Bibliography and additional reading:

Hobb, Robin. Shaman's Crossing. New York: EOS, 2005. Print.

Jordan, Robert. Eye of the World. New York: TOR, 1990. Print.

Martin, George R. R. A Game of Thrones. New York: Bantam, 2002. Print.

Morrison, Toni. "Jim's Africanist Presence in Huckleberry Finn." Adventures of Huckleberry Finn: a Case Study in Critical Controversy. By Mark Twain, Gerald Graff, and James Phelan. Boston: Bedford of St. Martin's, 1995. 305-10. Print.

Twain, Mark. "Fenimore Cooper's Literary Offenses." University of Virginia Library. Web. 23 Feb. 2011. .

Wednesday, February 9, 2011

Sad News, Happy News

Sad news first: we've lost Brian Jacques.

Happy news next: a friend of mine from Japan, Fusami Ogi, is helping to organize a conference in Singapore on Women's Manga Beyond Japan this February 21st through 23rd.

Friday, February 4, 2011

Will This Course Idea Seem So Cool in the Light of Day?

All of a sudden, I've got the urge to teach another version of my Science Fiction course. But this time, instead of trying to sample a small number of novels on a small number of topoi, I've got this idea for teaching near-future sci fi that both gets us thinking globally and reveals something about the preoccupations of the time periods in which they were first written and read. So far, I've come up with works like William Gibson's Neuromancer, Masamune Shirow/Mamoru Oshii's Ghost in the Shell, Neal Stephenson's Snow Crash, Maureen McHugh's China Mountain Zhang, Cory Doctorow's For the Win, Paolo Bacigalupi's The Windup Girl. What am I not thinking of that would fit that kind of reading list? Particularly from pre-cyberpunk sci fi?

Tuesday, January 4, 2011

Questioning Fantasy: A Guide to My Students' Response Essays from ENGL 299

Here are the questions my Fantasy Fiction class generated at the start of the Fall 2010 semester, along with links to their response essays that addressed specific questions:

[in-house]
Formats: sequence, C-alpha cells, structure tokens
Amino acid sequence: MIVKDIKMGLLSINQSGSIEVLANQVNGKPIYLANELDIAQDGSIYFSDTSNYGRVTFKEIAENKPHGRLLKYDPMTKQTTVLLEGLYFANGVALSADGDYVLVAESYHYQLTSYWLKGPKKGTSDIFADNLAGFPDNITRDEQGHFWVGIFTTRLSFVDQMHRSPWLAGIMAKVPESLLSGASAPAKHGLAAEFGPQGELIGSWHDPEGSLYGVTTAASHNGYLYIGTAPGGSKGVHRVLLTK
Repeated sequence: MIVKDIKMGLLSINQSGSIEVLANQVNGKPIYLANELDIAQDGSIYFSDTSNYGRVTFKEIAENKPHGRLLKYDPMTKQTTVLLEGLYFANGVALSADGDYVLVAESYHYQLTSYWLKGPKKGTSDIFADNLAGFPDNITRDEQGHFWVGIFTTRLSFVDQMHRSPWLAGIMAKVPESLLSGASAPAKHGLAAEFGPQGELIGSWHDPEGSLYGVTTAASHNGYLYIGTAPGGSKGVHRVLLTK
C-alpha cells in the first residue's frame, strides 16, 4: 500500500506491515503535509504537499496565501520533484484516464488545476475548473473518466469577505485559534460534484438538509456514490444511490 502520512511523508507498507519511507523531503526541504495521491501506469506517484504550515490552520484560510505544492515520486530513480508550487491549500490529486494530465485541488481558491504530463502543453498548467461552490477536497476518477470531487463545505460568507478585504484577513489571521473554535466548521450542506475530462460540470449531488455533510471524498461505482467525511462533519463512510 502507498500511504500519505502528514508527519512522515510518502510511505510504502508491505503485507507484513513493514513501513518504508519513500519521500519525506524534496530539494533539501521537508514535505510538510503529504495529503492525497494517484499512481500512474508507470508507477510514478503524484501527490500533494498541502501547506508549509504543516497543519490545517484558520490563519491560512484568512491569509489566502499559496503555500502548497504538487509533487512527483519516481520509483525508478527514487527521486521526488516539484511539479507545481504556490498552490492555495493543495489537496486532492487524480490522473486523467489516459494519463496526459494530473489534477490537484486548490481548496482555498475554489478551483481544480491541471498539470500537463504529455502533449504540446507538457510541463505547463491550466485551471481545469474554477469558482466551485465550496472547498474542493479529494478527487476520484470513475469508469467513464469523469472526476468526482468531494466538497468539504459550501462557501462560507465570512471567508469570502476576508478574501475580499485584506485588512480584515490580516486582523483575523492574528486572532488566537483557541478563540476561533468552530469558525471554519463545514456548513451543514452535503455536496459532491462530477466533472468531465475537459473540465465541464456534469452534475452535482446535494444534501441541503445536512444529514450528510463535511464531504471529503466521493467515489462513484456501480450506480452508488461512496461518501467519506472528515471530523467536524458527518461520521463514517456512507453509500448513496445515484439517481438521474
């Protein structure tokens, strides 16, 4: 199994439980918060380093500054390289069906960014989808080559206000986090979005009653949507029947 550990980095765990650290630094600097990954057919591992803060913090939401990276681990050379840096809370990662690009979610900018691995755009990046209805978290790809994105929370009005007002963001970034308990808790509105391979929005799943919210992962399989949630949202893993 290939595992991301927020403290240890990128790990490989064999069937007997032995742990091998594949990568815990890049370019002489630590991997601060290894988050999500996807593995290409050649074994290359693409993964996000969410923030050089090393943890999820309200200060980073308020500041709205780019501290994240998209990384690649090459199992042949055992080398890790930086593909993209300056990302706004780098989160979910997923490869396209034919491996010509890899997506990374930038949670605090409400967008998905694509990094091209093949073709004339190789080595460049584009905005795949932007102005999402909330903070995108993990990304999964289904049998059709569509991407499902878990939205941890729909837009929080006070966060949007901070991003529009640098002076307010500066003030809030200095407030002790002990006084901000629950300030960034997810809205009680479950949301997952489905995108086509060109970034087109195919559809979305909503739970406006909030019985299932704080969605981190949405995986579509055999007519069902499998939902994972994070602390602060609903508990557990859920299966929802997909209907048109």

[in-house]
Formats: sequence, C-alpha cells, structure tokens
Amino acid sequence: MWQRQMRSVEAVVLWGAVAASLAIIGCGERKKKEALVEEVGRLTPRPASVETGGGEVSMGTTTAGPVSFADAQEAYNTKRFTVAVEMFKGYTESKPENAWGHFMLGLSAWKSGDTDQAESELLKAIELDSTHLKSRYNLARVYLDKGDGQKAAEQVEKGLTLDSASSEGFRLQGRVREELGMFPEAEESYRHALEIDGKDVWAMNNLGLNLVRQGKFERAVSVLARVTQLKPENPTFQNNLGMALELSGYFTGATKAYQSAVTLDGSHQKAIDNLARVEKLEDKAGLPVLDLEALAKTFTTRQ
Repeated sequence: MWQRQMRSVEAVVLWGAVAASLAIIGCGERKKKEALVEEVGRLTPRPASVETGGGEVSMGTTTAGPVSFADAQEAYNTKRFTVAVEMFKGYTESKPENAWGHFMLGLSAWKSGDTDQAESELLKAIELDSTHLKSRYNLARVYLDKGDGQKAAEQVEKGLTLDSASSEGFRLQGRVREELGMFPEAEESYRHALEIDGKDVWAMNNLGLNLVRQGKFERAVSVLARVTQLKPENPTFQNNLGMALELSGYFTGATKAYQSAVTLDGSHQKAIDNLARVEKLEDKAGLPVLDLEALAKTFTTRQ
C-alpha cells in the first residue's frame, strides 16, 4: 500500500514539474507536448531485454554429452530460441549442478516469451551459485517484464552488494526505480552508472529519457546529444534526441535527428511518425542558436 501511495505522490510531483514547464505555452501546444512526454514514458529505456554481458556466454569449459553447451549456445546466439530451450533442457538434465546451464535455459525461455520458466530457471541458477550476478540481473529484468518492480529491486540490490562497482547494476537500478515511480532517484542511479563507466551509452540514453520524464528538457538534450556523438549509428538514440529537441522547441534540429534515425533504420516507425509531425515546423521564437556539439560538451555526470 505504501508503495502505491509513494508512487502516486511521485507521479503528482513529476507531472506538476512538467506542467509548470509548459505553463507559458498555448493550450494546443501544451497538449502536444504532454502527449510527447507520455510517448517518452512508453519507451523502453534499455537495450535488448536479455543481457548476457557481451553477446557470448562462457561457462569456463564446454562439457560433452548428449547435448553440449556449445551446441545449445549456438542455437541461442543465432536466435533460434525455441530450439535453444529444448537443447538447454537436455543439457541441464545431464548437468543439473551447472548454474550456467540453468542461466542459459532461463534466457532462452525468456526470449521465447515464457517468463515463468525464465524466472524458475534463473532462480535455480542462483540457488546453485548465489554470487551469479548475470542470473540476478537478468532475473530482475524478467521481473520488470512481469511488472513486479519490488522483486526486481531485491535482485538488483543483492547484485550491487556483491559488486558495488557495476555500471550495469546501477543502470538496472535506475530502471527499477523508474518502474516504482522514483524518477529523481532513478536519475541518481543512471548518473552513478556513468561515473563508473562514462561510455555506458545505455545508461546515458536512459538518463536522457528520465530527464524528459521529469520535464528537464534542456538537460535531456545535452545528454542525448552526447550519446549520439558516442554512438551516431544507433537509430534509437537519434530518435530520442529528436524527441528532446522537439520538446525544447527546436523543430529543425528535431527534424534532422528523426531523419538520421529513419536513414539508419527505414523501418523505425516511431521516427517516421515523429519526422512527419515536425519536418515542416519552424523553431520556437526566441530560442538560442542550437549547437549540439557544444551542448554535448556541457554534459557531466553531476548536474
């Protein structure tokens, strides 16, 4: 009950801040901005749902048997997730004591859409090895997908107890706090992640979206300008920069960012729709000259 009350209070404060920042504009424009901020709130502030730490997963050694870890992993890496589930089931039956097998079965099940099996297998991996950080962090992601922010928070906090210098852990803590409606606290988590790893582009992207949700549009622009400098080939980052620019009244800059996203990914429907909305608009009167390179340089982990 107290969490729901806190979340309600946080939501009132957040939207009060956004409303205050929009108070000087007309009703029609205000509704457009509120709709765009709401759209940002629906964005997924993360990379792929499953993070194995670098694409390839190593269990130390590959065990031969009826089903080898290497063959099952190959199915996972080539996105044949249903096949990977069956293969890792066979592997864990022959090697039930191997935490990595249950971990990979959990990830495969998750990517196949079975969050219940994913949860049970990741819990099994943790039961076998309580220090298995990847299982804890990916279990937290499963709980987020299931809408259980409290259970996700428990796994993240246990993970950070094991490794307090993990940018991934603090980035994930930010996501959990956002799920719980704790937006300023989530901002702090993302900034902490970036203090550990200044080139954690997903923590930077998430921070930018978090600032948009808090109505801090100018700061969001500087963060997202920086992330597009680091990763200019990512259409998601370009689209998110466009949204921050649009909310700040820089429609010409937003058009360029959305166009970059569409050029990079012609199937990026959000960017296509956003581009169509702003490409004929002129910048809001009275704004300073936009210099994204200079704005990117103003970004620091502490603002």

Defining Fantasy

Fantasy's Varieties, Relatives, and Neighbors

Origins and Development of Fantasy
  • When did fantasy start?
  • What author embodies the start of the genre fantasy fiction?
  • What distinguishes fantasy per se from its predecessors, influences, and so on?
  • How did fantasy develop?
  • What are the key turning points or transformations in the history of fantasy?
  • Will fantasy, as a genre, ever die out or become dated?
  • Do genres have life cycles?


Quality of/in Fantasy

Fantasy's Functions, Purposes, Uses

Studying Fantasy


  • Is magic in fantasy analogous to science/technology in science fiction?
  • What role does religion play in the writing of fantasy fiction? Mike Bayba, Josh Jerome, Hannah Morris, Casey Takacs, Steph Ward, Erica Yunghans
  • Are modern authors as heavily influenced by religion as Tolkien and Lewis were? If not, is that a product of our times? If yes, could it be argued that since so many were influenced by Tolkien and Lewis as forerunners of the genre, who were themselves heavily influenced by religion, modern authors are just as heavily influenced by religion, whether they realize it or not?
  • Why is identity (especially the quest for one's identity) one of the most common themes in fantasy fiction? anonymous, Kayla Carucci, Josh Jerome, Tiffany Wood
  • How do fantasy fiction stories relate to their time period and culture? Kristian Everett, George M., Hannah Morris, Matt Pisarski, Erica Yunghans
  • How many new ideas and stories can a fantasy author come up with, without repeating a story?
  • There are only so many mythological creatures, and it seems like the good v. evil story is getting redundant. How do fantasy writers stay original? Gabrielle Fletcher
  • What is the process of writing a fantasy fiction novel? How much time and commitment goes into fabricating a new world? Adam Glasier, Tiffany Wood